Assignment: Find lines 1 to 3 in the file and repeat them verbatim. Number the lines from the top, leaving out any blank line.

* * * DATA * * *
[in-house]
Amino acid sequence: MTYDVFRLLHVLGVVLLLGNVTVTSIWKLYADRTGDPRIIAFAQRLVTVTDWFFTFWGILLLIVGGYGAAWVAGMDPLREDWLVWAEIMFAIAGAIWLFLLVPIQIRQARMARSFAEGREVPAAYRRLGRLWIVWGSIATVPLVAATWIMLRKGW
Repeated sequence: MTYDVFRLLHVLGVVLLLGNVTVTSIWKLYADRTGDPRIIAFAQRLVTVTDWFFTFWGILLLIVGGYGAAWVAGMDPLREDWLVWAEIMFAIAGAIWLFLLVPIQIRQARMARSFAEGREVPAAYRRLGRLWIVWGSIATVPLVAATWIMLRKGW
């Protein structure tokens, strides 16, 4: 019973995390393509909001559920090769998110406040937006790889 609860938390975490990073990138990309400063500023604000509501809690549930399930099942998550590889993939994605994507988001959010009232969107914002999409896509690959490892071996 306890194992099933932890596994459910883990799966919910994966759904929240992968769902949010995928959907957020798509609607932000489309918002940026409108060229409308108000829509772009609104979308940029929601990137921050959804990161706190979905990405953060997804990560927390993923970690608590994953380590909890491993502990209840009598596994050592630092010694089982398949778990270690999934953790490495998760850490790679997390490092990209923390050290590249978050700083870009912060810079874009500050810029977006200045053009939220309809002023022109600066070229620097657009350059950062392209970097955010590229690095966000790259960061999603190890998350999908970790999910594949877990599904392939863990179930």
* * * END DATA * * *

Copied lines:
[in-house]
Amino acid sequence: MTYDVFRLLHVLGVVLLLGNVTVTSIWKLYADRTGDPRIIAFAQRLVTVTDWFFTFWGILLLIVGGYGAAWVAGMDPLREDWLVWAEIMFAIAGAIWLFLLVPIQIRQARMARSFAEGREVPAAYRRLGRLWIVWGSIATVPLVAATWIMLRKGW
Repeated sequence: MTYDVFRLLHVLGVVLLLGNVTVTSIWKLYADRTGDPRIIAFAQRLVTVTDWFFTFWGILLLIVGGYGAAWVAGMDPLREDWLVWAEIMFAIAGAIWLFLLVPIQIRQARMARSFAEGREVPAAYRRLGRLWIVWGSIATVPLVAATWIMLRKGW